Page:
TwoThree people were killed, dozens seriously injured, and weâre making Asian name jokes. That is some fine journalism. [... ]
âMisidentified the pilotsâ and ânot accurateâ are really soft description of what actually happened. And none of this attempts to explain how such an epic failure of judgement and taste made it on the air. When KTVU says itâs âreviewing our procedures,â I hope that means âfiring someoneâs ass.â
On Facebook, response was fierce. Hereâs just some:
âSeriously, people â before you post that Asiana airlines story as something âhi-lariousâ (or even add some made-up Chinese names of your own for extra fun!)âŚ ask your Asian friends if they think itâs funny. Then, think about those three people who lost their lives that day. Still think itâs hysterical?â
âSo wrong. And the fact that so many people are posting it as humor just shows that racism against Asians is still tolerated.â
âI just saw this posted and people just made even worse jokes. Racism lives and I am ashamed for so much of the human race.â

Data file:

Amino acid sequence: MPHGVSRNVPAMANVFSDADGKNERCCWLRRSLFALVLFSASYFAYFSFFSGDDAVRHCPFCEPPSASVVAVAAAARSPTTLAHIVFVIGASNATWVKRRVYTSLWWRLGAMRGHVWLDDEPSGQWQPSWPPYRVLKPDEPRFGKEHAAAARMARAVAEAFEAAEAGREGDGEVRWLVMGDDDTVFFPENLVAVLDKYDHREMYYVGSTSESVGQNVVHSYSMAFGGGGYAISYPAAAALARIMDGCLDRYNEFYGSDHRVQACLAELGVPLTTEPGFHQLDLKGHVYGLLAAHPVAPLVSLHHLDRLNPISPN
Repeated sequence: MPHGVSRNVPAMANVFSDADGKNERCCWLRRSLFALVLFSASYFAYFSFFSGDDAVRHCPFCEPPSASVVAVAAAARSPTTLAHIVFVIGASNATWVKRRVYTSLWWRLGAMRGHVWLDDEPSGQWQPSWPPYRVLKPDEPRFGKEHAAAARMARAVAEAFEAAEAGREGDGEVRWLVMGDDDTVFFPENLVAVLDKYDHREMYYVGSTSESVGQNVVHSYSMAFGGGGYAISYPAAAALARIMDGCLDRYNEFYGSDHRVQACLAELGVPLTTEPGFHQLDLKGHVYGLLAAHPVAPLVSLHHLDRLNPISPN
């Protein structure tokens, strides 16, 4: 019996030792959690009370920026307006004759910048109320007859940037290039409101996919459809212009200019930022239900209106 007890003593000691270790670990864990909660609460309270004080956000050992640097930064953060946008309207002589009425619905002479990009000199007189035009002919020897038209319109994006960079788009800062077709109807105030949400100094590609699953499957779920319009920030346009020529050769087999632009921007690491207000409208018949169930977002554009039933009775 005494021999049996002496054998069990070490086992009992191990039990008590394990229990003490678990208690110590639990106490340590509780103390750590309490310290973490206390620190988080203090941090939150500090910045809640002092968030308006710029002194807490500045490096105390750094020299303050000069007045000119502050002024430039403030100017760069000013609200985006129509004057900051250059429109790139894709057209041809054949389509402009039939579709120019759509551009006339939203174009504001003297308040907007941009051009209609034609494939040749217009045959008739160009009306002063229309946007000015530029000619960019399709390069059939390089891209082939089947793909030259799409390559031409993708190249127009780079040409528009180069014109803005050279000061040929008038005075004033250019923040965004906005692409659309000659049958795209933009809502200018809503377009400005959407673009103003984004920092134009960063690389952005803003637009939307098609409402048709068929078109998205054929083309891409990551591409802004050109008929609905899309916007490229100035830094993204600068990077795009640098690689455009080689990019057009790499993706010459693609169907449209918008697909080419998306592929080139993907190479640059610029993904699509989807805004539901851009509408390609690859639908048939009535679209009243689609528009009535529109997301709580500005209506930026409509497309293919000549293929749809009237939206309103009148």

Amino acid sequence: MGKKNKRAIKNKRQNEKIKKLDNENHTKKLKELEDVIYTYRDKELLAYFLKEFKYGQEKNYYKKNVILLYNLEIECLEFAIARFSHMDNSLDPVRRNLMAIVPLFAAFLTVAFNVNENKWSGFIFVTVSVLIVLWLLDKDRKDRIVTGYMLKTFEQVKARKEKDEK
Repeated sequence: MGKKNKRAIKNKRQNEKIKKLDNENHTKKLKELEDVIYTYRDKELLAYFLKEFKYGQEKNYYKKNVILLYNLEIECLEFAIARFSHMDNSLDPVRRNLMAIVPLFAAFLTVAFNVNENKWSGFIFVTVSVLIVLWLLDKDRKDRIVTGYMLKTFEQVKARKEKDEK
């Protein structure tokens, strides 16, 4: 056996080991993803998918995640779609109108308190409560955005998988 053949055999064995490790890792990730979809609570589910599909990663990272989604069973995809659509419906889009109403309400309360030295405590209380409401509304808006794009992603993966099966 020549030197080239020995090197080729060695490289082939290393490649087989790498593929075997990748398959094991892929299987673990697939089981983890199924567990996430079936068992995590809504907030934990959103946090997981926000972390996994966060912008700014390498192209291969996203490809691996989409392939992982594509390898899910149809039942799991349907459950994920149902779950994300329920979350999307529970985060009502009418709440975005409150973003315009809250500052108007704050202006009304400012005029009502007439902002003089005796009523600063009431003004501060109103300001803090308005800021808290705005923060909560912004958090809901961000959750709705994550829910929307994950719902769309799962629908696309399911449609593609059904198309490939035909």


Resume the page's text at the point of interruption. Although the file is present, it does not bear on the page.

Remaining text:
Those worse jokes? The people who think this isâ hystericalâ? Here are just a few of their comments posted online at Huff Po and Gawker:
âThe four names tell the whole story of the landing. Iâm usually unapologetically PC, but Iâll be right there with you laughing.â
âHAHAHAHAHAHHAHAHAHAHHAA! This is the funniest thing Iâve seen in a monthâeasily.â
âIn his defense, the producer, Fu King Wong has apologized many times for his error.â
âIâm so torn here. Do not like racism. Do not like racist jokes. Do like mocking tragedy. But I like this. Fucking cognitive dissonance.â
âWe are all of us in the gutter, but some of us are â laughing our az zes off.â
No, we are not all âlaughing our az zes off.â Not only is there nothing funny about racist humor, but another young girl died from that plane crash youâre all laughing about. She survived the crash only to be accidentally run over by a firetruck rushing to the scene, the driver unaware of her in the foam that had been sprayed around the area where she lay. She was 16. She was Chinese. Her name was Ye Meng Yuan.
Want to make fun of that too?